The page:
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2.     Nurture’s role: Instinct and tradition are often mutually supportive of resentment and hate.  When they are not mutually supportive, I recommend directing our attention to nurture more than nature, because we are interpretive creatures.  The meanings we assign through symbols to interpret the physical information our senses provide are so powerful that they often override our physical signaling system.  The cortical portion of our human brain has become the capital where our intentional action decisions are made. All native languages bias us to process information into either/or opposing categories.  This two-category dichotomous thinking is the primary cause of bigotry, prejudice, destructive confrontation, and war.       

During our early years, we are required to process information into two categories.  Our cerebral cortex is physically undeveloped and unequipped to think with reason and wisdom.  Until about the age of puberty, our brain has an extraordinary ability to mimic our role models.  The authority of instinct and tradition is indelibly inscribed into our minds; we are like putty in the hands of our nurturers.  These earliest formative years have been called “the magic years.”  Things just happen.  Fate assigns us nurturers who teach us the “correct” assumptions about the world.  Our nurturers teach us their way; their way becomes our way.   We learn what is right, good, and O.K.  We are given the behavior rules of our culture.  We acquire our name, our native language, and we are assigned a flag, a religion, and one or more local “tribes” to which we owe our allegiance.  Two-category thinking pits tribes against each other -- the political right against the political left, the religious enlightened versus the religious evil, and thehaves versus the have nots.  It assigns value by color, gender, ethnic affiliation, class, and even by geographic location.  What is not “our” way automatically falls into the wrong, bad or evil, not O.K.other category.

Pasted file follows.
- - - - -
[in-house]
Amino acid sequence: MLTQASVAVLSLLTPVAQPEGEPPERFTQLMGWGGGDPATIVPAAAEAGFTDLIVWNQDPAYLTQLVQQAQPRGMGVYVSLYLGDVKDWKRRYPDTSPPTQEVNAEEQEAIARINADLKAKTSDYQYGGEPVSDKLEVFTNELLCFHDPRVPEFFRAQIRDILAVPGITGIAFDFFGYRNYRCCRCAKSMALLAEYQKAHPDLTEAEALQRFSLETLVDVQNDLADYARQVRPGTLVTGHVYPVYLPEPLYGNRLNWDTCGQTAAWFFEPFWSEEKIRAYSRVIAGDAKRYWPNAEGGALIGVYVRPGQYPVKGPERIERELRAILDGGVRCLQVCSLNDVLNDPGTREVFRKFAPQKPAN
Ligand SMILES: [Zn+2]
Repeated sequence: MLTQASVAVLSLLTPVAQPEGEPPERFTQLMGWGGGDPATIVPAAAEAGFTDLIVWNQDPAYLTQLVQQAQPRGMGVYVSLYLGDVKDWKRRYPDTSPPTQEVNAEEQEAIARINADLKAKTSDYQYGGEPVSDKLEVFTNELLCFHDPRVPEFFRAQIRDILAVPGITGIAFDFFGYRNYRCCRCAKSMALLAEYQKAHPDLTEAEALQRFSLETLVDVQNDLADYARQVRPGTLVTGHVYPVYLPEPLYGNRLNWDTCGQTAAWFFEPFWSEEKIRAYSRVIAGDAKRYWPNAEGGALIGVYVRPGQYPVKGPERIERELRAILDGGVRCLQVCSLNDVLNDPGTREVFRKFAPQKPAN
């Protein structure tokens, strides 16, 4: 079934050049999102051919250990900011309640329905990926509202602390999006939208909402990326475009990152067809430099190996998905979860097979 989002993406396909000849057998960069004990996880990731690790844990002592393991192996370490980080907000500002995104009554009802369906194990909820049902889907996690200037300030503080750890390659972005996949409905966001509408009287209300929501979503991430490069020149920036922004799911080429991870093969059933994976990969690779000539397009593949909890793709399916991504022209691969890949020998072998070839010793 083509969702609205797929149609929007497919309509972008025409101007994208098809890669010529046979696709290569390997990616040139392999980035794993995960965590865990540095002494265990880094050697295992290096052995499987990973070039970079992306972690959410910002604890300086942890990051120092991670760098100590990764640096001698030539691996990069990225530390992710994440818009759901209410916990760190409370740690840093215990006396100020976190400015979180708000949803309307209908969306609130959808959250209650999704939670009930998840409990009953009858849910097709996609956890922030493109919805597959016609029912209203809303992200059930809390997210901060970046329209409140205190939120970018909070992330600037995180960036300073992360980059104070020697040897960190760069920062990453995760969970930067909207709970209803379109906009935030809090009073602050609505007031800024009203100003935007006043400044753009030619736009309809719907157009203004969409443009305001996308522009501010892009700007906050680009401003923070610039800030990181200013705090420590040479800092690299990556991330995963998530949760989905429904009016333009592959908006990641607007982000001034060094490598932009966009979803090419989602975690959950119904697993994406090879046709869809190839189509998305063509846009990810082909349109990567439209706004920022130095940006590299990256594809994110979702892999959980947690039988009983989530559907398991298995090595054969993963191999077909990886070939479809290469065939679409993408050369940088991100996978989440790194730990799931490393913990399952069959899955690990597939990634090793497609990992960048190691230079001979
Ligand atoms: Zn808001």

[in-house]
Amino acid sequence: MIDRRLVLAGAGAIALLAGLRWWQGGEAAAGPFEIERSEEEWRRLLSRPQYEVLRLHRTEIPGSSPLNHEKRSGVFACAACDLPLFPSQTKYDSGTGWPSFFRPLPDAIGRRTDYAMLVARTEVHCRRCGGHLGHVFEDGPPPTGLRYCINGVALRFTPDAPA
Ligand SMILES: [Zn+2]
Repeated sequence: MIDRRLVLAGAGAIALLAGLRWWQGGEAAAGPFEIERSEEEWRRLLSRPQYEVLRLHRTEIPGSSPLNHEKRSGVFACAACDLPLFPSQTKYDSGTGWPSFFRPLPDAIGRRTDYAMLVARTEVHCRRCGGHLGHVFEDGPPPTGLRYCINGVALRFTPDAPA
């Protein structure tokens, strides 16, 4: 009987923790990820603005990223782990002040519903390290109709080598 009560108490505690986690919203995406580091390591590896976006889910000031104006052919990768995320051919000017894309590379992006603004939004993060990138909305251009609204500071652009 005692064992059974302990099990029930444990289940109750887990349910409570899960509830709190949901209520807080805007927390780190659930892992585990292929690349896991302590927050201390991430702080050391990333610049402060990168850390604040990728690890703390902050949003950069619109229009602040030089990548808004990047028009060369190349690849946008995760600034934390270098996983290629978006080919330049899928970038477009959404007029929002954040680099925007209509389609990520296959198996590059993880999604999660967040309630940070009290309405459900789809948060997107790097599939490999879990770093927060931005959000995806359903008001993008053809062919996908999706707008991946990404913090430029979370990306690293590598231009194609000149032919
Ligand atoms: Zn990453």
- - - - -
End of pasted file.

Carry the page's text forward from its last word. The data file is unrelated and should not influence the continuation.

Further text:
With repetition, this dichotomous understanding of the world becomes habit.  Unless we actively modify our either/or way of thinking, life remains a competition between sides.  Each tribe is passionate to win, to dominate those who are not a member of their own tribe.  Win/lose confrontations are the predictable outcomes of two-category thinking.  Either/or processing of information will sustain conflict and wars until we teach ourselves a newer way of both...and thinking that recognizes we each have both positives and negatives. 

            Recall the ditty:

There is so much bad in the best of us,
And so much good in the worst of us,
That it ill behooves any of us,
To put down the rest of us.